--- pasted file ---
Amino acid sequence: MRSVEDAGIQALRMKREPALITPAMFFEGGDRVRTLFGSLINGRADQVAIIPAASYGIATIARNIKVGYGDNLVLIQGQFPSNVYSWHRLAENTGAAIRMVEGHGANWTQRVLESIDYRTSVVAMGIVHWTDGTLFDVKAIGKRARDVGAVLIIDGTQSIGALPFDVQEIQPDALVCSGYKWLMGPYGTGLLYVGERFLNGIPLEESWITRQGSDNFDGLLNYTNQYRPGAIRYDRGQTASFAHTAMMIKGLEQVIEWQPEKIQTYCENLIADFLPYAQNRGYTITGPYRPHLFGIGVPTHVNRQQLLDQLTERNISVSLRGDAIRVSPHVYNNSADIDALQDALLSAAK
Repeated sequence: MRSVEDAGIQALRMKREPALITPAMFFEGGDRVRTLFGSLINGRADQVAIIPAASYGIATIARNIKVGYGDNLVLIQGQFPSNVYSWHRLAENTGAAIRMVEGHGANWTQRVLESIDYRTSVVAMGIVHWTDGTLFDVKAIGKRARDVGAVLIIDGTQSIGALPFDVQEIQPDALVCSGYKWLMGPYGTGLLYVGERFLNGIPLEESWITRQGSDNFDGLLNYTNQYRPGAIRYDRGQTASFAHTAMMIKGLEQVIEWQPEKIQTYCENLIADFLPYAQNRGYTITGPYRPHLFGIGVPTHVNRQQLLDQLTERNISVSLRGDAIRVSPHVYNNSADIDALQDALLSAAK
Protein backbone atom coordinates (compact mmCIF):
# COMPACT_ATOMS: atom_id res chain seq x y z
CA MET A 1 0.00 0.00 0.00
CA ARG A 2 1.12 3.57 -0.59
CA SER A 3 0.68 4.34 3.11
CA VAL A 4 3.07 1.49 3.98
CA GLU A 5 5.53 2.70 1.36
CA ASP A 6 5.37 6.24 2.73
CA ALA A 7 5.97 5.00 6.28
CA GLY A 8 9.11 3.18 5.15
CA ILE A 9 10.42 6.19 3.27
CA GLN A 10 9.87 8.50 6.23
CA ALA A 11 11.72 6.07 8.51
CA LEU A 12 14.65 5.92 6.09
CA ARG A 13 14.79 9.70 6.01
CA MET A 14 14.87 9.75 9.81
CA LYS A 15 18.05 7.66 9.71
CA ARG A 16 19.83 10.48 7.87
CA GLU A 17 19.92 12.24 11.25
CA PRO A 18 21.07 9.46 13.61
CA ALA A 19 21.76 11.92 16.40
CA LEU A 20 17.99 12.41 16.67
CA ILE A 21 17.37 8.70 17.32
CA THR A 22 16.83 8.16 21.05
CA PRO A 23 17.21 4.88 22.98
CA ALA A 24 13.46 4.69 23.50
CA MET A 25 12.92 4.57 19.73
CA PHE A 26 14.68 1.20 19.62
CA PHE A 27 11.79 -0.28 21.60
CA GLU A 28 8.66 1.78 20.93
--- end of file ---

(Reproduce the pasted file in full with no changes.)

Amino acid sequence: MRSVEDAGIQALRMKREPALITPAMFFEGGDRVRTLFGSLINGRADQVAIIPAASYGIATIARNIKVGYGDNLVLIQGQFPSNVYSWHRLAENTGAAIRMVEGHGANWTQRVLESIDYRTSVVAMGIVHWTDGTLFDVKAIGKRARDVGAVLIIDGTQSIGALPFDVQEIQPDALVCSGYKWLMGPYGTGLLYVGERFLNGIPLEESWITRQGSDNFDGLLNYTNQYRPGAIRYDRGQTASFAHTAMMIKGLEQVIEWQPEKIQTYCENLIADFLPYAQNRGYTITGPYRPHLFGIGVPTHVNRQQLLDQLTERNISVSLRGDAIRVSPHVYNNSADIDALQDALLSAAK
Repeated sequence: MRSVEDAGIQALRMKREPALITPAMFFEGGDRVRTLFGSLINGRADQVAIIPAASYGIATIARNIKVGYGDNLVLIQGQFPSNVYSWHRLAENTGAAIRMVEGHGANWTQRVLESIDYRTSVVAMGIVHWTDGTLFDVKAIGKRARDVGAVLIIDGTQSIGALPFDVQEIQPDALVCSGYKWLMGPYGTGLLYVGERFLNGIPLEESWITRQGSDNFDGLLNYTNQYRPGAIRYDRGQTASFAHTAMMIKGLEQVIEWQPEKIQTYCENLIADFLPYAQNRGYTITGPYRPHLFGIGVPTHVNRQQLLDQLTERNISVSLRGDAIRVSPHVYNNSADIDALQDALLSAAK
Protein backbone atom coordinates (compact mmCIF):
# COMPACT_ATOMS: atom_id res chain seq x y z
CA MET A 1 0.00 0.00 0.00
CA ARG A 2 1.12 3.57 -0.59
CA SER A 3 0.68 4.34 3.11
CA VAL A 4 3.07 1.49 3.98
CA GLU A 5 5.53 2.70 1.36
CA ASP A 6 5.37 6.24 2.73
CA ALA A 7 5.97 5.00 6.28
CA GLY A 8 9.11 3.18 5.15
CA ILE A 9 10.42 6.19 3.27
CA GLN A 10 9.87 8.50 6.23
CA ALA A 11 11.72 6.07 8.51
CA LEU A 12 14.65 5.92 6.09
CA ARG A 13 14.79 9.70 6.01
CA MET A 14 14.87 9.75 9.81
CA LYS A 15 18.05 7.66 9.71
CA ARG A 16 19.83 10.48 7.87
CA GLU A 17 19.92 12.24 11.25
CA PRO A 18 21.07 9.46 13.61
CA ALA A 19 21.76 11.92 16.40
CA LEU A 20 17.99 12.41 16.67
CA ILE A 21 17.37 8.70 17.32
CA THR A 22 16.83 8.16 21.05
CA PRO A 23 17.21 4.88 22.98
CA ALA A 24 13.46 4.69 23.50
CA MET A 25 12.92 4.57 19.73
CA PHE A 26 14.68 1.20 19.62
CA PHE A 27 11.79 -0.28 21.60
CA GLU A 28 8.66 1.78 20.93